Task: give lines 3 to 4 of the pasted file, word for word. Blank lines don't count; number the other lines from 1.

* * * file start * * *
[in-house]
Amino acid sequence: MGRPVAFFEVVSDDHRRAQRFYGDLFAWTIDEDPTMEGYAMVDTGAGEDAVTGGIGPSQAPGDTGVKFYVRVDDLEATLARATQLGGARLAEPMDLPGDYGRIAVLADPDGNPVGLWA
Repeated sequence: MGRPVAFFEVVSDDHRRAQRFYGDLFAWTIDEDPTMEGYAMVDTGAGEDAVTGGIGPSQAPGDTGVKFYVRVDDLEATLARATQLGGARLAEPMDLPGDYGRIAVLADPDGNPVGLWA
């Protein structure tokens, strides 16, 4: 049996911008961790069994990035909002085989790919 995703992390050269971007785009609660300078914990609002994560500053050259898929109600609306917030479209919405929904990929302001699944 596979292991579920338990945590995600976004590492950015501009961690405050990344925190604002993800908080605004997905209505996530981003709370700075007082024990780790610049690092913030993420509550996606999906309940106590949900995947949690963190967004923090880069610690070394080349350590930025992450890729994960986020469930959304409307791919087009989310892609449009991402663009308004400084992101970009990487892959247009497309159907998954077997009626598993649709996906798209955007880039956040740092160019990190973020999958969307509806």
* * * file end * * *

Repeated sequence: MGRPVAFFEVVSDDHRRAQRFYGDLFAWTIDEDPTMEGYAMVDTGAGEDAVTGGIGPSQAPGDTGVKFYVRVDDLEATLARATQLGGARLAEPMDLPGDYGRIAVLADPDGNPVGLWA
């Protein structure tokens, strides 16, 4: 049996911008961790069994990035909002085989790919 995703992390050269971007785009609660300078914990609002994560500053050259898929109600609306917030479209919405929904990929302001699944 596979292991579920338990945590995600976004590492950015501009961690405050990344925190604002993800908080605004997905209505996530981003709370700075007082024990780790610049690092913030993420509550996606999906309940106590949900995947949690963190967004923090880069610690070394080349350590930025992450890729994960986020469930959304409307791919087009989310892609449009991402663009308004400084992101970009990487892959247009497309159907998954077997009626598993649709996906798209955007880039956040740092160019990190973020999958969307509806």